Jürgen Moltmann once said that Christianity is eschatology. Eschatology frames the entire Christian faith. The eschaton [end] is the direction in which the story is going. All Christian life is to be lived under the pervasive NT hope of the future arrival of the new age of the kingdom, ushered in by the return of the King.
Michael Bird pretty well agrees with Moltmann in this chapter of his book on Paul. The eschaton has broken in with the life, death, resurrection and ascension of Jesus – and what he has started he will finish at the Parousia (appearance) of the Messiah and his eternal reign begins and death is finally vanquished.
Paul was a believer in the overlap of the ages. The ‘present evil age’ (Gal 1:4) and the age to come; the latter has already begun events surrounding Jesus’ incarnation, life, death and resurrection. It is also confirmed and visibly seen in the arrival of the Spirit, who is a deposit of the future.
This is ‘the now and the not yet’. Or what Oscar Cullmann called the difference between D Day [the victory of God in Christ] and VE Day [complete victory and the ultimate vanquishing of God’s enemies]
This overlap of the ages means that believers participate now in salvation, redemption, freedom, inheritance, righteousness – with the future hope that they will experience these fully and completely in the future age to come when God will be ‘all in all’ (1 Cor 15:28).
Events associated with this will be:
– Time of trials and persecution: before the advent of Jesus when the ‘lawless one’ of 2 Thessalonians 1-12 is active. Such oppression calls all believers to pray for the persecuted church.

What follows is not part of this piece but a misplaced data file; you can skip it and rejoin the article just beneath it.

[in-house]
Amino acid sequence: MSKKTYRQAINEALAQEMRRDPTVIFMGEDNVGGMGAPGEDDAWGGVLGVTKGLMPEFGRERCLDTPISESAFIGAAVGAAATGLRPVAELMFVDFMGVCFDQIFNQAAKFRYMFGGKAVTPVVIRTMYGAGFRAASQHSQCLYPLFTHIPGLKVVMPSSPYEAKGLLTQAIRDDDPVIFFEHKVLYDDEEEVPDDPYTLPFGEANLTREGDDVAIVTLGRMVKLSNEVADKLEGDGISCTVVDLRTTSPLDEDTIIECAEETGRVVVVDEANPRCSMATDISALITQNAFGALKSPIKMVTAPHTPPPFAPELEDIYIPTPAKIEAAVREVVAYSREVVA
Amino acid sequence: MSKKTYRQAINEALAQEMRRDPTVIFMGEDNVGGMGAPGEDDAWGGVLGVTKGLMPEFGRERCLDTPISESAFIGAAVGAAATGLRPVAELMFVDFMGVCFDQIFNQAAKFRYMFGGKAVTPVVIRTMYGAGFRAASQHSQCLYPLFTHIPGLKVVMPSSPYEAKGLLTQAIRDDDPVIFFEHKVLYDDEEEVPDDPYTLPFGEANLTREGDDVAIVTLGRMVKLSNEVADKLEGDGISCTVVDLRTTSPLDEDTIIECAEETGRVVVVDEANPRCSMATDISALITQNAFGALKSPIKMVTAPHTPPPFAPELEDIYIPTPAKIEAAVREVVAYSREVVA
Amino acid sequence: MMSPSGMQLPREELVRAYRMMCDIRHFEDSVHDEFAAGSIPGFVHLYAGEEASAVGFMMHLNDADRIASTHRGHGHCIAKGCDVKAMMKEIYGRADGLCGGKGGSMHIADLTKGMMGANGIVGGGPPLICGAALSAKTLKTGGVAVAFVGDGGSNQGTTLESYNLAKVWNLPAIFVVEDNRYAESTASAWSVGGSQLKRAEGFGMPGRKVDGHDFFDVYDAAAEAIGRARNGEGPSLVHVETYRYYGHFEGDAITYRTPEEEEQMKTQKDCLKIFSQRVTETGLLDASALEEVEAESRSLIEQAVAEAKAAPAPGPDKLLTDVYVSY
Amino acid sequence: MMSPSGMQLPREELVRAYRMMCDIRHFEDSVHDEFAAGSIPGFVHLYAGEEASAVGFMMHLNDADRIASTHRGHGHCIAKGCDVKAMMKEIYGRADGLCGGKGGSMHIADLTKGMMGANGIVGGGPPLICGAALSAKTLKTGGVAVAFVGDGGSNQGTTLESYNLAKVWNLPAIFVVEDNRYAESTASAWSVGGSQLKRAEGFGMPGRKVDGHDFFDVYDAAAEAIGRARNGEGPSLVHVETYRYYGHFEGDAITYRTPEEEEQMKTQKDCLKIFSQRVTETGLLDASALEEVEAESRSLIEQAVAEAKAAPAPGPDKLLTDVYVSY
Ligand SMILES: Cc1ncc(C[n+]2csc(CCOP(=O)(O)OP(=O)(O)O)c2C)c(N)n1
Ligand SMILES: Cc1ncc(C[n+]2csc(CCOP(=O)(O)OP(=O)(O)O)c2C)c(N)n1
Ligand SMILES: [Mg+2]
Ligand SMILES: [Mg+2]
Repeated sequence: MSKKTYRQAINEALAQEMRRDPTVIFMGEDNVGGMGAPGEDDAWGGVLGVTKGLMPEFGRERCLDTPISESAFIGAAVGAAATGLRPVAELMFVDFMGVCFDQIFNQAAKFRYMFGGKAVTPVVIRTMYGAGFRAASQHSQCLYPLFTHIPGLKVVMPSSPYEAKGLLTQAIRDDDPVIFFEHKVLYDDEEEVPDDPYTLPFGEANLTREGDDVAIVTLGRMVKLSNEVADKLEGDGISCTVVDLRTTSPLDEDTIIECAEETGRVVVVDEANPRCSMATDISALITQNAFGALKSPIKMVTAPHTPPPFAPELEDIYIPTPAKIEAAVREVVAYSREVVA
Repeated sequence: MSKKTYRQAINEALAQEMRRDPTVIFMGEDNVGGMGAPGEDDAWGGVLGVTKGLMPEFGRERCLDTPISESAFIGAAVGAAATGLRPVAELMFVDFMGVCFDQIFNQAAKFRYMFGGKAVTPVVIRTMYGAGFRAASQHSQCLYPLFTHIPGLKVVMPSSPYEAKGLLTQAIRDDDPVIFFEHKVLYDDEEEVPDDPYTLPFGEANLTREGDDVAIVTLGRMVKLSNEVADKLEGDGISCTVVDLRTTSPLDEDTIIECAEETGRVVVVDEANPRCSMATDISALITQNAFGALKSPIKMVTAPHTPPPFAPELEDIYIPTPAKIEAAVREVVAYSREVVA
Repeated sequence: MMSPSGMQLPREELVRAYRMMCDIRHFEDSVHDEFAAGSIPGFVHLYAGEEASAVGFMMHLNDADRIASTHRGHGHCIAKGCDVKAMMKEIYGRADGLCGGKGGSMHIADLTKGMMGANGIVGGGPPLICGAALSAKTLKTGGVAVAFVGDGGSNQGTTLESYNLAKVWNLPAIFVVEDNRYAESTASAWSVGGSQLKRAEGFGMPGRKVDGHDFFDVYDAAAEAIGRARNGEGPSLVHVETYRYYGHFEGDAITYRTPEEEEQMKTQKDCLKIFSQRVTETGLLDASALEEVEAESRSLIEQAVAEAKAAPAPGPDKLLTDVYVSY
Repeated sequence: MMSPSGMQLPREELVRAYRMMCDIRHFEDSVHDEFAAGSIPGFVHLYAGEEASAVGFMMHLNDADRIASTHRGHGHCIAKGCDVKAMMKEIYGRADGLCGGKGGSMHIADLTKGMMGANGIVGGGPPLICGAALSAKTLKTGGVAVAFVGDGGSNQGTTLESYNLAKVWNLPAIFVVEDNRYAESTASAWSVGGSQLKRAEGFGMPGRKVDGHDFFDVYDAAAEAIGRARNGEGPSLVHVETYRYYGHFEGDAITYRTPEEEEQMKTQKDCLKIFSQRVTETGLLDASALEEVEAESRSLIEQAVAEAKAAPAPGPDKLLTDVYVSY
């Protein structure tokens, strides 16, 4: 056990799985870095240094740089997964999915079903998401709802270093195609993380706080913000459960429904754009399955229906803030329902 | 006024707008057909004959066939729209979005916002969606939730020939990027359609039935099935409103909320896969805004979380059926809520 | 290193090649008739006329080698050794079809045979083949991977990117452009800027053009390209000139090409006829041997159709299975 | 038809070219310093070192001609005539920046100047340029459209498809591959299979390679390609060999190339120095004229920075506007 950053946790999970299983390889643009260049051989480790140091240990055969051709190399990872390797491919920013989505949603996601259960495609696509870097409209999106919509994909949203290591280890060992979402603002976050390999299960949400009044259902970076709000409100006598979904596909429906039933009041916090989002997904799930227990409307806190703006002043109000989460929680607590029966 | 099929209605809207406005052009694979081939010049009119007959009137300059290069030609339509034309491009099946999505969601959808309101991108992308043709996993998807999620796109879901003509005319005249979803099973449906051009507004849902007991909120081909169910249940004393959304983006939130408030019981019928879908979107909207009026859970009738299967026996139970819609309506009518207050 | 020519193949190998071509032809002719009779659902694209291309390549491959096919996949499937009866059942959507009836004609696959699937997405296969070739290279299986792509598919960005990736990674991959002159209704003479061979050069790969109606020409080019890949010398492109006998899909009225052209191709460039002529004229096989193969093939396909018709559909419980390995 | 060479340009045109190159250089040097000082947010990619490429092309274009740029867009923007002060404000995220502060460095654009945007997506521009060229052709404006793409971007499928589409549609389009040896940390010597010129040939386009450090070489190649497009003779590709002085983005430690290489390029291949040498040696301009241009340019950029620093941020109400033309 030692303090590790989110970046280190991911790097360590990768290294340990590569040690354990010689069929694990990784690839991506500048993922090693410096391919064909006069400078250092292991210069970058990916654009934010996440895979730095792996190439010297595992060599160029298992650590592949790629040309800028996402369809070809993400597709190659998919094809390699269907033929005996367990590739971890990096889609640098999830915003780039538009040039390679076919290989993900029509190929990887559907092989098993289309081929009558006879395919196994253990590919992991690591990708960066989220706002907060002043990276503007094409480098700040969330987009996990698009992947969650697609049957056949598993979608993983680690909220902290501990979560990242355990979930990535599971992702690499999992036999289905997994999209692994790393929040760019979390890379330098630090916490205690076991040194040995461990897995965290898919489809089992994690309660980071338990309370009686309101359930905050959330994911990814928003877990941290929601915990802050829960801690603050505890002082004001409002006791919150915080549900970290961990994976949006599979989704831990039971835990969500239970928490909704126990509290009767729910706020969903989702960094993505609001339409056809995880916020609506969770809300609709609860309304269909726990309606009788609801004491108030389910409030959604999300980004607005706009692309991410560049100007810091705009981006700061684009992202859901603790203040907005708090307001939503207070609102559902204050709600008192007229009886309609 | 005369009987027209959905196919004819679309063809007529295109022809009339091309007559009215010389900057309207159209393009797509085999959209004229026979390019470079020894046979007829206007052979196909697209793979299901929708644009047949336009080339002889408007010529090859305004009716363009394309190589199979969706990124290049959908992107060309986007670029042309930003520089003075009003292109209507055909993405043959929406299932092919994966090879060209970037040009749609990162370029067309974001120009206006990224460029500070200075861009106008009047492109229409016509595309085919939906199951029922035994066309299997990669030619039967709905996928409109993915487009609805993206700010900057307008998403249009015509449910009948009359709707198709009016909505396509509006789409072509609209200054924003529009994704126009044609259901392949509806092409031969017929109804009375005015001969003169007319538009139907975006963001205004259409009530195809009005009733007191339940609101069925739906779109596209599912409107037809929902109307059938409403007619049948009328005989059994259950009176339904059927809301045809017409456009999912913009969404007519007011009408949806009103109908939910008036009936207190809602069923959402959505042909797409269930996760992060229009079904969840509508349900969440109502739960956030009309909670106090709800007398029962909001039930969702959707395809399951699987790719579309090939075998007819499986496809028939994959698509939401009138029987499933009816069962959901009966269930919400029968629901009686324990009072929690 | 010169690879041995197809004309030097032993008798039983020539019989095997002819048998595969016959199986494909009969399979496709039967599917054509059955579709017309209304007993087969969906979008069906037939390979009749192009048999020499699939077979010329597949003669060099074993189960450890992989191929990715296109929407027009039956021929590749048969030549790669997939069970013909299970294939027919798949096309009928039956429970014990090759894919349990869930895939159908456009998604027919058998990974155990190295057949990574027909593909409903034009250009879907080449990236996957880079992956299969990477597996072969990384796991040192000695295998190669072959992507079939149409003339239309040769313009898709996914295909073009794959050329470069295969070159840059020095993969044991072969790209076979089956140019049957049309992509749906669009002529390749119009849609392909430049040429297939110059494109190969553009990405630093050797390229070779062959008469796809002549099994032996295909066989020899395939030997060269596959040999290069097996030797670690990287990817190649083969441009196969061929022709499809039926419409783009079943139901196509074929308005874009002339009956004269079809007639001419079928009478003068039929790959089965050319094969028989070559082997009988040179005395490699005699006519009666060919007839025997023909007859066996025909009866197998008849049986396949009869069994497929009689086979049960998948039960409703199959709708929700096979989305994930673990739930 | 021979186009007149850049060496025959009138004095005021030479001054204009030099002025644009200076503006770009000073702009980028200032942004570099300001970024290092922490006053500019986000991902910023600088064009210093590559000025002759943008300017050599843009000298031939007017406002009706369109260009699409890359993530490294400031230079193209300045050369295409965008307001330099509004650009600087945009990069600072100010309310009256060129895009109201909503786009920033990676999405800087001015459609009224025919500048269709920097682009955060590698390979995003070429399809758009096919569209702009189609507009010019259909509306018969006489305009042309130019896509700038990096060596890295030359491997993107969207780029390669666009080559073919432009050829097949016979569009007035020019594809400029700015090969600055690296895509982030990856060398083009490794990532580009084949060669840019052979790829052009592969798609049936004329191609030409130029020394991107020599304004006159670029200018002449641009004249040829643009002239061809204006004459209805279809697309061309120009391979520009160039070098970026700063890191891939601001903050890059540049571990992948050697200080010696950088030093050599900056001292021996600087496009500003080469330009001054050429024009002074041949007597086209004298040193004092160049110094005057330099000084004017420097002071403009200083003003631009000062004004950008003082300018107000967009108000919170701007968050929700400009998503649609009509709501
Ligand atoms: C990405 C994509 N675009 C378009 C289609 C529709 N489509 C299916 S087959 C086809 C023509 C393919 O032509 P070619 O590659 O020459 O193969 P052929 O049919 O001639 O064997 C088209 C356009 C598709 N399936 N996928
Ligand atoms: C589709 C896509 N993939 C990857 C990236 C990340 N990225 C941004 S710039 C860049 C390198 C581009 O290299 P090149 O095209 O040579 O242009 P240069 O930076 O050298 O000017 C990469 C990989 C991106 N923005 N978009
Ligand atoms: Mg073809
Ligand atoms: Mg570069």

– Israel: Bird proposes that the future holds out the hope of a return of a remnant of Jews to their Messiah so that ‘all Israel will be saved’ and God’s dealings with the Jewish people will have a fitting climax.
– A final general resurrection (Phil 3:21)
– Possibly a millennial reign of the Messiah following this general resurrection, based on seeing three stages within 1 Cor 15:23-25 and how it might tie in with the millennial imagery of Rev 20:1-10 [ummm – he says he wouldn’t bet his house on this one, and with good reason – this is very tentative stuff]
– The day of judgement for believers and unbelievers follows.
– The final end game is a redeemed and liberated creation of Romans 8
This hope means that believers have nothing to fear about the world to come – rather they look forward to it with enthusiasm and longing. Bird ends with Dietrich Bonhoeffer’s final word’s “This is the end, but for me, the beginning.”
This is all described well. If it is true that Christianity is eschatology (and I think it is) I wonder about how ‘future orientated’ our church and individual Christian life is? Gordon Fee, in his marvellous book on the Holy Spirit, said he hoped it would help Christians understand their calling as members of the ‘eschatological community’ of the church.
I wonder how many churches understand themselves that way?